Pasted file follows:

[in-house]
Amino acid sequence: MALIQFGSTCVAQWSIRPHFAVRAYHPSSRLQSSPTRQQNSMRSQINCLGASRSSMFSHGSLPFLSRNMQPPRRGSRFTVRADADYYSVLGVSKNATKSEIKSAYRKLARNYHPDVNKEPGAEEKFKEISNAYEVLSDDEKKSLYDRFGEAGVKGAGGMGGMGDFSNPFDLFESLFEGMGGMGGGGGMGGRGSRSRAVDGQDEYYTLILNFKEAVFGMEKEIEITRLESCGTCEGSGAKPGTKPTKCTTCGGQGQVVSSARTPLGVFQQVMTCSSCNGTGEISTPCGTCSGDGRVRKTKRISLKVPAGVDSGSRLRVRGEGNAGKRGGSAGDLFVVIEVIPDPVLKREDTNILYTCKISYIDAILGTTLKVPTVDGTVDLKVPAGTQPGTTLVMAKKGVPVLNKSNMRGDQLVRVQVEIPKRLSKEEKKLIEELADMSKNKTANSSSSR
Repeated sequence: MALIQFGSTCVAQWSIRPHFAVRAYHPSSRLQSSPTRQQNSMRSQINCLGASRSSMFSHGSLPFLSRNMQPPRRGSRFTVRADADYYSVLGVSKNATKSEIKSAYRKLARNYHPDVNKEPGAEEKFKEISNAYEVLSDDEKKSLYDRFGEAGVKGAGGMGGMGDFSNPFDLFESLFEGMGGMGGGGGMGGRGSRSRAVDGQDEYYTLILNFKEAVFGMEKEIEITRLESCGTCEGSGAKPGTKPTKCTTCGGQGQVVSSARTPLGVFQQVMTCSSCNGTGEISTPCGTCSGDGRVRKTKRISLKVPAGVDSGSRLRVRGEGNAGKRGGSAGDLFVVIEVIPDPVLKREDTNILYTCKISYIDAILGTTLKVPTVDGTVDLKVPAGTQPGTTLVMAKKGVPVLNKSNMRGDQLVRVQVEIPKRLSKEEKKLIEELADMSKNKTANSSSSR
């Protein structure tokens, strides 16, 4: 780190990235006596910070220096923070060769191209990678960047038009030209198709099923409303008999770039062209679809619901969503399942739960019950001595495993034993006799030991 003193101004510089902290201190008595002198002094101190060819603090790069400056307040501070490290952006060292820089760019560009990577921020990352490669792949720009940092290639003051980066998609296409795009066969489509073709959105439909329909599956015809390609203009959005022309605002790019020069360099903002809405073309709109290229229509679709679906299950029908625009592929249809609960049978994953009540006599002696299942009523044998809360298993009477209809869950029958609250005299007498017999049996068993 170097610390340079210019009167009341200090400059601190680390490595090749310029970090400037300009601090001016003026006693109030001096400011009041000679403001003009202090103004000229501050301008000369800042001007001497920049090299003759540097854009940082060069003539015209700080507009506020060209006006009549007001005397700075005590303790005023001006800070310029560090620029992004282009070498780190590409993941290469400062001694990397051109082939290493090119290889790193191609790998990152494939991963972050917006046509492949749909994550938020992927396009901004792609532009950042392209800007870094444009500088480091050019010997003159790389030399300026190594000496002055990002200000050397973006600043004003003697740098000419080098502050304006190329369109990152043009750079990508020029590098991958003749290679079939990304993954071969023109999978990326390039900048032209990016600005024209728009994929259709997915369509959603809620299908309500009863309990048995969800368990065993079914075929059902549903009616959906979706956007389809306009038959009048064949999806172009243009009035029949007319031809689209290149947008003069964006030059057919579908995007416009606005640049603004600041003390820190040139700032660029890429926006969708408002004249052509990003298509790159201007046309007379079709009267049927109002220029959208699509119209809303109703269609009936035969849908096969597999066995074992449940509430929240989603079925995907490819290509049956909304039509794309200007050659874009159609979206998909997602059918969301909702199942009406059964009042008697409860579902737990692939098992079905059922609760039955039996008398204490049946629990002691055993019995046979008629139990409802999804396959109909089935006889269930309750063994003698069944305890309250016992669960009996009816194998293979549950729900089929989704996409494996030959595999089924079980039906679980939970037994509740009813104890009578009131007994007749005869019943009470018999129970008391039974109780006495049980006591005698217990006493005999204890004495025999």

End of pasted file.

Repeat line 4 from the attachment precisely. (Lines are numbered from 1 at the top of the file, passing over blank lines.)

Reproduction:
């Protein structure tokens, strides 16, 4: 780190990235006596910070220096923070060769191209990678960047038009030209198709099923409303008999770039062209679809619901969503399942739960019950001595495993034993006799030991 003193101004510089902290201190008595002198002094101190060819603090790069400056307040501070490290952006060292820089760019560009990577921020990352490669792949720009940092290639003051980066998609296409795009066969489509073709959105439909329909599956015809390609203009959005022309605002790019020069360099903002809405073309709109290229229509679709679906299950029908625009592929249809609960049978994953009540006599002696299942009523044998809360298993009477209809869950029958609250005299007498017999049996068993 170097610390340079210019009167009341200090400059601190680390490595090749310029970090400037300009601090001016003026006693109030001096400011009041000679403001003009202090103004000229501050301008000369800042001007001497920049090299003759540097854009940082060069003539015209700080507009506020060209006006009549007001005397700075005590303790005023001006800070310029560090620029992004282009070498780190590409993941290469400062001694990397051109082939290493090119290889790193191609790998990152494939991963972050917006046509492949749909994550938020992927396009901004792609532009950042392209800007870094444009500088480091050019010997003159790389030399300026190594000496002055990002200000050397973006600043004003003697740098000419080098502050304006190329369109990152043009750079990508020029590098991958003749290679079939990304993954071969023109999978990326390039900048032209990016600005024209728009994929259709997915369509959603809620299908309500009863309990048995969800368990065993079914075929059902549903009616959906979706956007389809306009038959009048064949999806172009243009009035029949007319031809689209290149947008003069964006030059057919579908995007416009606005640049603004600041003390820190040139700032660029890429926006969708408002004249052509990003298509790159201007046309007379079709009267049927109002220029959208699509119209809303109703269609009936035969849908096969597999066995074992449940509430929240989603079925995907490819290509049956909304039509794309200007050659874009159609979206998909997602059918969301909702199942009406059964009042008697409860579902737990692939098992079905059922609760039955039996008398204490049946629990002691055993019995046979008629139990409802999804396959109909089935006889269930309750063994003698069944305890309250016992669960009996009816194998293979549950729900089929989704996409494996030959595999089924079980039906679980939970037994509740009813104890009578009131007994007749005869019943009470018999129970008391039974109780006495049980006591005698217990006493005999204890004495025999």